Under other circumstances, it would be a slam-dunk case of reverse domain name hijacking.

In fact, Thiercelin has form when it comes to domain hijacking.

Last year, WIPO ruled that that he had attempted to use UDRP to hijack VirtualExpo.com, which also had been registered 10 years before he acquired his trademark rights.

The case was virtually identical to the MedicalExpo.com case, but the panelist ruled in exactly the opposite way, saying:

In the view of the Panel this is a Complaint which should never have been launched. The Complainant knew that the Domain Name was registered nearly 10 years before the Complainant acquired his registered rights, no attempt was made to demonstrate the existence of any earlier rights nor was any attempt made to address the issue arising from the disparity in dates. It simply was not mentioned. Instead, a flagrantly insupportable claim was made as to the Respondent’s bad faith intent at time of registration of the Domain Name and the Panel can only assume that it was hoped that the Panel would miss the point.

Can anybody say “forum shopping”?

This should be enough to scare the pants off of any domainer.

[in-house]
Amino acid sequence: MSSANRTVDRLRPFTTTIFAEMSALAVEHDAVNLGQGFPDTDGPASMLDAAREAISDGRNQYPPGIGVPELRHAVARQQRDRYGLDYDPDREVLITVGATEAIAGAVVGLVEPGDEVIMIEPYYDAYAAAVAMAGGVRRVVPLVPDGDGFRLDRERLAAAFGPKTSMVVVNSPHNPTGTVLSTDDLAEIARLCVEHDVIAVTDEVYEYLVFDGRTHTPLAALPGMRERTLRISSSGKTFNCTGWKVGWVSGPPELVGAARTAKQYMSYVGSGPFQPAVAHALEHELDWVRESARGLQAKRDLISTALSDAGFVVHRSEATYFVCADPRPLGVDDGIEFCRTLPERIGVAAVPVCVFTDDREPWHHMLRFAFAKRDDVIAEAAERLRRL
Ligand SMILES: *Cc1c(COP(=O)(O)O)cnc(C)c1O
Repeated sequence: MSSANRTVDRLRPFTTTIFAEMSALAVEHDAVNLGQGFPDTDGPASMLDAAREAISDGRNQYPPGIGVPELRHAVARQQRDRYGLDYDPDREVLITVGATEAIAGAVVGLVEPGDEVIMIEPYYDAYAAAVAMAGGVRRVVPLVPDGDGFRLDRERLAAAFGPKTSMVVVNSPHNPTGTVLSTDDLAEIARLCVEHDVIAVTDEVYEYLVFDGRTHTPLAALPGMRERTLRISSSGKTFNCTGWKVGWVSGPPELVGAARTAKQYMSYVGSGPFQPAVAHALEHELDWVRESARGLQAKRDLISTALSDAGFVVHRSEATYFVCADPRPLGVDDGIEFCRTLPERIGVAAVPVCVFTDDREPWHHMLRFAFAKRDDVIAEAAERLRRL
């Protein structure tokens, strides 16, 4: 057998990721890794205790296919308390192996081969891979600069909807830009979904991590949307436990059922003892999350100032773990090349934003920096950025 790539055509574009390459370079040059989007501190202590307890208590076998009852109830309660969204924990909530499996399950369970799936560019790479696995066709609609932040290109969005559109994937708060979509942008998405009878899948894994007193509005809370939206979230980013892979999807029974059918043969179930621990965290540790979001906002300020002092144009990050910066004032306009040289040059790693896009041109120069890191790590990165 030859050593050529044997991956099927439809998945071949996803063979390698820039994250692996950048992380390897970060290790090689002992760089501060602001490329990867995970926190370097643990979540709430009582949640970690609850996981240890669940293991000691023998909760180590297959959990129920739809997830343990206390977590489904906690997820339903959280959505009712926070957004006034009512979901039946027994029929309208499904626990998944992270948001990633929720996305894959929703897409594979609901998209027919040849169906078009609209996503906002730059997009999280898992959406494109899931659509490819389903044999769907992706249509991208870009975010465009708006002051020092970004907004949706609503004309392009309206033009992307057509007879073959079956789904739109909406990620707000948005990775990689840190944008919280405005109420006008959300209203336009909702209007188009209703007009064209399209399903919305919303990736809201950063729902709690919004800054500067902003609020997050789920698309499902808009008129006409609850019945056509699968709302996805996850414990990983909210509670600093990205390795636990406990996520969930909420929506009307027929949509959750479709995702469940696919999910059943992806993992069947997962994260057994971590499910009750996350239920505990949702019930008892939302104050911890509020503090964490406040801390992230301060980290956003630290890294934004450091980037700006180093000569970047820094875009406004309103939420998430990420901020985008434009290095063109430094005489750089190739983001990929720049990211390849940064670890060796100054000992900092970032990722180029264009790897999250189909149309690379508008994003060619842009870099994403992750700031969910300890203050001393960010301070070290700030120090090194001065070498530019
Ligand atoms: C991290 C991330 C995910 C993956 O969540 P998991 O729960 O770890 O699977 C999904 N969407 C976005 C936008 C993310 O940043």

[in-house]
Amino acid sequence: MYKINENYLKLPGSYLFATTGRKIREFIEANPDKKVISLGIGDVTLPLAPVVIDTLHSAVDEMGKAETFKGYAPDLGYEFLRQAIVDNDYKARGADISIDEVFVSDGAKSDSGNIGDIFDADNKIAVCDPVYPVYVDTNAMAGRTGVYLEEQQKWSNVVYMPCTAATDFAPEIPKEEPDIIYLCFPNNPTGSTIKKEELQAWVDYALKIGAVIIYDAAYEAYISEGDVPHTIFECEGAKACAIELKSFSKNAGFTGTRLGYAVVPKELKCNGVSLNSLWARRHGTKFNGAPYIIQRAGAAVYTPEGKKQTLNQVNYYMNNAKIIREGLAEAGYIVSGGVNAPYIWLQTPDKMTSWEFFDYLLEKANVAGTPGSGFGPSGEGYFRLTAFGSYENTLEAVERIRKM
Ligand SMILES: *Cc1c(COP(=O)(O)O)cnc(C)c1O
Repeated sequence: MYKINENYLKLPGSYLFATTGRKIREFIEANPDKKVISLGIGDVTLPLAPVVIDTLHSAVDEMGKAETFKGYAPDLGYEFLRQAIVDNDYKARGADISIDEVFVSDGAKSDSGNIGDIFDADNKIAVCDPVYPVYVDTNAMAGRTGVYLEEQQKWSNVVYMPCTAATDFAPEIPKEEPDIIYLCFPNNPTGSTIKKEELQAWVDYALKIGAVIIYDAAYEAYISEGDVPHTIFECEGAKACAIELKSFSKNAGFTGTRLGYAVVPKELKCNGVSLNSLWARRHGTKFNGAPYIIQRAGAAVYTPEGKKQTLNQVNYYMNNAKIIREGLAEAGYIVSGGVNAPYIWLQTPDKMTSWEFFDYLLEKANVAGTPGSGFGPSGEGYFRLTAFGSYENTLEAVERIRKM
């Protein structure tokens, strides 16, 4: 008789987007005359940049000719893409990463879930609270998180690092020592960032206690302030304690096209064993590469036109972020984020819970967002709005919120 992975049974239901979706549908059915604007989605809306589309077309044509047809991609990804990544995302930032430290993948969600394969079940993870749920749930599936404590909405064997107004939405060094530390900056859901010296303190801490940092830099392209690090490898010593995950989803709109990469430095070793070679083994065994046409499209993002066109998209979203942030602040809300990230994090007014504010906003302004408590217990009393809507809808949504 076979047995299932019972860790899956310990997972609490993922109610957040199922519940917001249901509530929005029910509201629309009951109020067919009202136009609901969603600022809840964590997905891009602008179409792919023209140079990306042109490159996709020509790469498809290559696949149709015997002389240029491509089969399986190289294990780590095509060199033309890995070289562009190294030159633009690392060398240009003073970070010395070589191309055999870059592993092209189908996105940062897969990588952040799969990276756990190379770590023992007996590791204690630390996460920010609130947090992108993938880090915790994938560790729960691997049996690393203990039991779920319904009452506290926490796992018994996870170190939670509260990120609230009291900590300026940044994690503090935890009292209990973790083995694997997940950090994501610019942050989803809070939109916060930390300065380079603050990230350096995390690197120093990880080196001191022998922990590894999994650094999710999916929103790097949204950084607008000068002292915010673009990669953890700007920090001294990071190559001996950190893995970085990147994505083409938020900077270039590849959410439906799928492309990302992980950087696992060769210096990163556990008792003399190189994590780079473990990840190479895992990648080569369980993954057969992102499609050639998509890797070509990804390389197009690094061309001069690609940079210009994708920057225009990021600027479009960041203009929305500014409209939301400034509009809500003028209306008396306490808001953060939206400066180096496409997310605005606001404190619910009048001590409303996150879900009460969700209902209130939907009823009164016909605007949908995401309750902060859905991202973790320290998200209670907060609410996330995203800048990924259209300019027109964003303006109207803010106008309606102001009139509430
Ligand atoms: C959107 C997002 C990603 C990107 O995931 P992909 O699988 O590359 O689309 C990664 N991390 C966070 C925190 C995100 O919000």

Dr Martens grabs “sucks” domains from Dr Marten

Kevin Murphy, May 18, 2011, Domain Policy

Shoemaker Dr Martens has won three “sucks” domains from a registrant that may actually be a genuine doctor called Marten.

The company won a UDRP case over drmartensucks.net, as well as the .org and .info equivalents.

The name and address in the Whois records for the domains correspond to a cosmetic surgeon in San Francisco named Dr Timothy Marten (rather than Martens).

The Whois could of course be fake, but what we may have here is a case of a defensive registration made by an individual worried about his reputation being challenged and won equally defensively by a company worried about its reputation.

The respondent did not respond to the complaint, so we’ll probably never know. All three domains were parked with Go Daddy.

Oddly, the .com variant of the domain was not part of the case, and still belongs to the same original “Dr Marten” registrant.